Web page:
The legalization of marijuana in Canada, and the impending legal change to marijuana laws in Mexico now leaves Texas isolated as the only jurisdiction in that area where cannabis isn’t legal. This “engulfment” is likely to generate sufficient pressure to cause a change in Texas sooner rather than later.
Already, public opinion in the state has shifted in favor of lesser punishment for those found in possession of small amounts of cannabis.
Moreover, Kim Ogg, the Harris County District Attorney, entered office in 2017 and started a new program in which small-time cannabis offenders would avoid jail time and a criminal record if they enrolled for a drug education class and stayed clear of re-arrest on similar charges.
This “diversion program” has also been replicated in at least one other Texas county. Ogg reasoned that it wasn’t helpful to devote badly needed resources to hunting down, prosecuting and incarcerating people on minor drugs charges and yet those resources could be put to better use to make communities safer by dealing with other pressing law enforcement issues, such as stemming the growth of child sex abuse online.
In a parallel measure that shows where Texan law is going, the state legislature passed a law in 2015 enabling doctors to prescribe CBD oil for patients whose conditions were unresponsive to the existing conventional drugs.
That law in effect shows that medical marijuana isn’t far off from being legally available as a complementary treatment beyond the narrow description provided as that bill was passed.
Interestingly, Texas also has the distinction of having the cities where the highest amount of cannabis is consumed despite the existence of prohibitionist laws. Research has it that Houston consumes approximately 21 metric tons of marijuana annually. This makes the city rank at number four on the list of the top ten cities in terms of marijuana consumption around the country.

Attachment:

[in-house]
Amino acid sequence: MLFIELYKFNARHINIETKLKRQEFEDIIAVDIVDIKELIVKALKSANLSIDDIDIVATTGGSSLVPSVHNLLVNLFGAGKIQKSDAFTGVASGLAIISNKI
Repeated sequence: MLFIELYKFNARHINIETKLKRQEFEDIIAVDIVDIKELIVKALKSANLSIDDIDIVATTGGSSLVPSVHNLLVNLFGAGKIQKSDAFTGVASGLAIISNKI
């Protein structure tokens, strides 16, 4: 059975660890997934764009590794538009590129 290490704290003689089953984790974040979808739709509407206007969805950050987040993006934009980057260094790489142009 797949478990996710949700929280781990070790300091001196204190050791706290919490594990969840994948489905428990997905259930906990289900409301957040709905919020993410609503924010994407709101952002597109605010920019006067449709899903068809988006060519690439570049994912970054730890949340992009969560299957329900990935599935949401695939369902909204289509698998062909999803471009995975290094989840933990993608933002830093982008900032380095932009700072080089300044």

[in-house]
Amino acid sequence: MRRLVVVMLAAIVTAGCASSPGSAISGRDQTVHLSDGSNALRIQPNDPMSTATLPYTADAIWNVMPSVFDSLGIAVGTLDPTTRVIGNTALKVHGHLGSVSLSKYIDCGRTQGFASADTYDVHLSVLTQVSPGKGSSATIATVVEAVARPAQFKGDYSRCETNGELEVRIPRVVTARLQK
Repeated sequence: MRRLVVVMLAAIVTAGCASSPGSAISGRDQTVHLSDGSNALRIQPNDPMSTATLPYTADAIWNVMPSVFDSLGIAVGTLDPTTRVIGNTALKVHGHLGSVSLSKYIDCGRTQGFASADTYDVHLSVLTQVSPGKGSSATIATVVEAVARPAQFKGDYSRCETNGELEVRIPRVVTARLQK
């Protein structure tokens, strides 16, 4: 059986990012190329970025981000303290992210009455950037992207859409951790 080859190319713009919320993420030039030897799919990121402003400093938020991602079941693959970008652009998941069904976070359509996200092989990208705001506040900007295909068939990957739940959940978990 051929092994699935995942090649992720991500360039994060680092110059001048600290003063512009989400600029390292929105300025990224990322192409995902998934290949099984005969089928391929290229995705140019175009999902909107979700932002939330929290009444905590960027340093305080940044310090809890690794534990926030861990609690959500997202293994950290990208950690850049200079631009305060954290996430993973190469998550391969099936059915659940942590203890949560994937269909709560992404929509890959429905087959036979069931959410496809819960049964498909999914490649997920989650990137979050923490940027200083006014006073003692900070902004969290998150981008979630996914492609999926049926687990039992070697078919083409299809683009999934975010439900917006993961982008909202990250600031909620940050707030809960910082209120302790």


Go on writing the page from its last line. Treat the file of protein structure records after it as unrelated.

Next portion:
Dallas is also in the top 10, coming in at number seven with an annual consumption of approximately 15 metric tons of cannabis.
So, where is all that weed coming from if no cultivation is allowed in Texas?
In the past, smugglers met the demand by moving cannabis from Mexico to the Lone Star state. However, the relaxation of cannabis laws in the states neighboring Texas has provided a domestic (U.S.) source for the Texas cannabis black market.
In fact, consumers now prefer the superior quality of marijuana produced within the U.S. rather than the crop from Mexico that doesn’t conform to any quality standards. It is now known that licensed growers in the states where medical marijuana is allowed produce much more than what can be consumed within those states. The excess product finds its way into the black market, and this reality has been causing federal prosecutors sleepless nights.
Wouldn’t it be wiser for Texas, and the federal government to legalize cannabis in order to end this cat and mouse game with the black market? Such a decision would ease many of the legal minefields in the way of Canopy Rivers Inc. (TSX.V: RIV), Cannabis Strategic Ventures, Inc. (OTC: NUGS) and the entire cannabis industry.
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